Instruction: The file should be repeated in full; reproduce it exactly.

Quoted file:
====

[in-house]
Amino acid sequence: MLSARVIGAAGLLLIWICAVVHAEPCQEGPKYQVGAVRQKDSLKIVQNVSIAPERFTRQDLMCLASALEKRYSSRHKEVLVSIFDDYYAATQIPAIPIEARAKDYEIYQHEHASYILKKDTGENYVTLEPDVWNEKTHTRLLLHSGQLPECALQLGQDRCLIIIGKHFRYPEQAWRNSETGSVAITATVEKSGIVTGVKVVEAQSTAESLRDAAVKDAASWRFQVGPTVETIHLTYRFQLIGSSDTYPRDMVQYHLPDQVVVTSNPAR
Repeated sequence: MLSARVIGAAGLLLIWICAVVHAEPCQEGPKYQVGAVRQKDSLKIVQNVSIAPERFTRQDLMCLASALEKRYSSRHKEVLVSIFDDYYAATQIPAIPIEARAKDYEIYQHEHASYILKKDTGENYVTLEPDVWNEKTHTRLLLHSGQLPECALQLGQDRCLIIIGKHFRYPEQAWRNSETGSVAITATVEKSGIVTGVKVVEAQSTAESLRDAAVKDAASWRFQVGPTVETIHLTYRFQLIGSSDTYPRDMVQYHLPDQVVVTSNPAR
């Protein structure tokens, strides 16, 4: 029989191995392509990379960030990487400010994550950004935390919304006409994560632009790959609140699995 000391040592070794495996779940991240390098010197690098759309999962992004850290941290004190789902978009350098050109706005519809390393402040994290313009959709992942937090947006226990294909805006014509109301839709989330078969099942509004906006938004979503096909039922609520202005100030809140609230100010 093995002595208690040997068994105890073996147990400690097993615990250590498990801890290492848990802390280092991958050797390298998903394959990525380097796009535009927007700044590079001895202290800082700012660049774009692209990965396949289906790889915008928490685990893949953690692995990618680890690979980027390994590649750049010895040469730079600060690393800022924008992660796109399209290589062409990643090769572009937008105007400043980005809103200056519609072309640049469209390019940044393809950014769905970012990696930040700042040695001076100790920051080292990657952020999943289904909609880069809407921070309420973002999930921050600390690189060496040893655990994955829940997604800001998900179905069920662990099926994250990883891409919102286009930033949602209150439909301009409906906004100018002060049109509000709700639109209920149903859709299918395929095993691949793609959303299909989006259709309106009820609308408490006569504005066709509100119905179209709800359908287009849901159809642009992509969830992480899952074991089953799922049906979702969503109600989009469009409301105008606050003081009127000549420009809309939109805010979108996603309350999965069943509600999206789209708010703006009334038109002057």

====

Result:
[in-house]
Amino acid sequence: MLSARVIGAAGLLLIWICAVVHAEPCQEGPKYQVGAVRQKDSLKIVQNVSIAPERFTRQDLMCLASALEKRYSSRHKEVLVSIFDDYYAATQIPAIPIEARAKDYEIYQHEHASYILKKDTGENYVTLEPDVWNEKTHTRLLLHSGQLPECALQLGQDRCLIIIGKHFRYPEQAWRNSETGSVAITATVEKSGIVTGVKVVEAQSTAESLRDAAVKDAASWRFQVGPTVETIHLTYRFQLIGSSDTYPRDMVQYHLPDQVVVTSNPAR
Repeated sequence: MLSARVIGAAGLLLIWICAVVHAEPCQEGPKYQVGAVRQKDSLKIVQNVSIAPERFTRQDLMCLASALEKRYSSRHKEVLVSIFDDYYAATQIPAIPIEARAKDYEIYQHEHASYILKKDTGENYVTLEPDVWNEKTHTRLLLHSGQLPECALQLGQDRCLIIIGKHFRYPEQAWRNSETGSVAITATVEKSGIVTGVKVVEAQSTAESLRDAAVKDAASWRFQVGPTVETIHLTYRFQLIGSSDTYPRDMVQYHLPDQVVVTSNPAR
């Protein structure tokens, strides 16, 4: 029989191995392509990379960030990487400010994550950004935390919304006409994560632009790959609140699995 000391040592070794495996779940991240390098010197690098759309999962992004850290941290004190789902978009350098050109706005519809390393402040994290313009959709992942937090947006226990294909805006014509109301839709989330078969099942509004906006938004979503096909039922609520202005100030809140609230100010 093995002595208690040997068994105890073996147990400690097993615990250590498990801890290492848990802390280092991958050797390298998903394959990525380097796009535009927007700044590079001895202290800082700012660049774009692209990965396949289906790889915008928490685990893949953690692995990618680890690979980027390994590649750049010895040469730079600060690393800022924008992660796109399209290589062409990643090769572009937008105007400043980005809103200056519609072309640049469209390019940044393809950014769905970012990696930040700042040695001076100790920051080292990657952020999943289904909609880069809407921070309420973002999930921050600390690189060496040893655990994955829940997604800001998900179905069920662990099926994250990883891409919102286009930033949602209150439909301009409906906004100018002060049109509000709700639109209920149903859709299918395929095993691949793609959303299909989006259709309106009820609308408490006569504005066709509100119905179209709800359908287009849901159809642009992509969830992480899952074991089953799922049906979702969503109600989009469009409301105008606050003081009127000549420009809309939109805010979108996603309350999965069943509600999206789209708010703006009334038109002057």